If only they would make their roll out plans for Infinity clear.
The war of words between Virgin Media and BT has once again landed on the steps of the UK's advertising watchdog, which upheld one out of three complaints brought by Virgin Media against its rival ISP. The Advertising Standards Authority (ASA) said that it agreed with Virgin Media's concerns that a BT press ad with the …
If only they would make their roll out plans for Infinity clear.
You mean by putting them on their web site with dates and such like?
Then look for the bit that says "Check if you can get BT Infinity", then if you can't look at the bit that says "See when its available in your area"
This morning the "when it's available" for my building changed from 30-Sep-2011 to (drum-roll please) 31-Dec-2011. And this isn't the first time they've knocked it back.
I'd rather they just said "no current plans" than getting my hopes up until days before the date they give me.
@AC 12.22. "Then look for the bit that says "Check if you can get BT Infinity", then if you can't look at the bit that says "See when its available in your area""
For me there is no mention of anywhere closer than 80 miles. Not as straightforward as you seem to think it is, the plans are either incomplete or are being kept quiet.
Of course we can always do the line check thing = "Sorry, you're not currently able to get BT Infinity. This may be because your area has not been enabled yet, or your individual line does not support super-fast broadband. Register your interest and we'll let you know if this changes."
Note *IF this changes*
Like WBC, a large area of the country will wait a long time before this ever reaches them.
Next time you get the opportunity to upgrade the telephone network to 90% of the country perhaps you can demonstrate how much better your planning is. Perhaps you are The Chosen One. The miraculous being that bring an IT project in on time and under budget.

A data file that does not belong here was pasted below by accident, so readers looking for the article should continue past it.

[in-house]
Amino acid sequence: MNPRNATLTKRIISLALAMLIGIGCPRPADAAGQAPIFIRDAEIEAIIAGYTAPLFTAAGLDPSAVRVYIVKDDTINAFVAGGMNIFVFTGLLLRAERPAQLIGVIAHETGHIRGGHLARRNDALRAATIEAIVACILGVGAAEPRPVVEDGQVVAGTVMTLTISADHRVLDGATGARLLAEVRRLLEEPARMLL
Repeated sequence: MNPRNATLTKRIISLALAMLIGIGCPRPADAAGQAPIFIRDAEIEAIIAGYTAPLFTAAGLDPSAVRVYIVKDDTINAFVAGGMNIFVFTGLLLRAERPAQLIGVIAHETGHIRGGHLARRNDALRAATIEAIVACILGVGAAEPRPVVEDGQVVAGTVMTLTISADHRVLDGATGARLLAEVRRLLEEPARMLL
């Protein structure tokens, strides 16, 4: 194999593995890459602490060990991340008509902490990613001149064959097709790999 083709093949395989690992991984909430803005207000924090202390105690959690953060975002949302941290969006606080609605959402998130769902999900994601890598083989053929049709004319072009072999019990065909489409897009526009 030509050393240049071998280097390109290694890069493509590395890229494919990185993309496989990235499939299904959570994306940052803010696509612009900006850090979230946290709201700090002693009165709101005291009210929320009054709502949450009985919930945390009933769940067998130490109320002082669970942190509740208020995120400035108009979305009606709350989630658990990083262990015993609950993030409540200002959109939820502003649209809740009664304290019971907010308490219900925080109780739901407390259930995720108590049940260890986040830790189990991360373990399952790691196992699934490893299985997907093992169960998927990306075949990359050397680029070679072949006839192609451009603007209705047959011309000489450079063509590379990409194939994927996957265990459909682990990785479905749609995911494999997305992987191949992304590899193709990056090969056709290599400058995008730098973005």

Not that I'm a huge fan of BT but fair's fair. It's a bloody large project with a lot of unknowns (planning permissions, unknown state of ducts, power supply etc) so a little slippage ought to be understandable.
..who else but BT would try to flog you (actually, rent to you for a monthly fee) what is basically a freeview PVR as a service where most service aspects (i.e modern movies downloads) cost more than the base service you've already bought/rented. Absolute class. The only honest thing you can say about BT is they put the snake oil back in salesman.
To be fair to BT they give you a free 160GB PVR recorder and you pay £4 a month for access to the catchup TV services - all done over thier QOS line to ensure no stuttering. After your contract is up you can cancel the monthy fee if you want and stay PAYG. So for an 18 month contract typically £4x18 = £72 for a PVR with access to the BBC,ITV,CH4,CH5 catchup channels. Plus their is Music, Tv Series and Movies you can subscribe to or watch on a PAYG basis.
We are lucky in N. Ireland, most of us seem to have BT Infinity Coverage now.
I'm sure BT's claim that their wifi is better than anyone elses is bunkum too. It can't be otherwise it wouldn't work with all the other standard wifi products out there.
> I'm sure BT's claim that their wifi is better than anyone elses is bunkum too.
They don't claim that.
What they say is that their service is the *best*. They omit to mention that so is everyone else's, because they're all doing the same standards.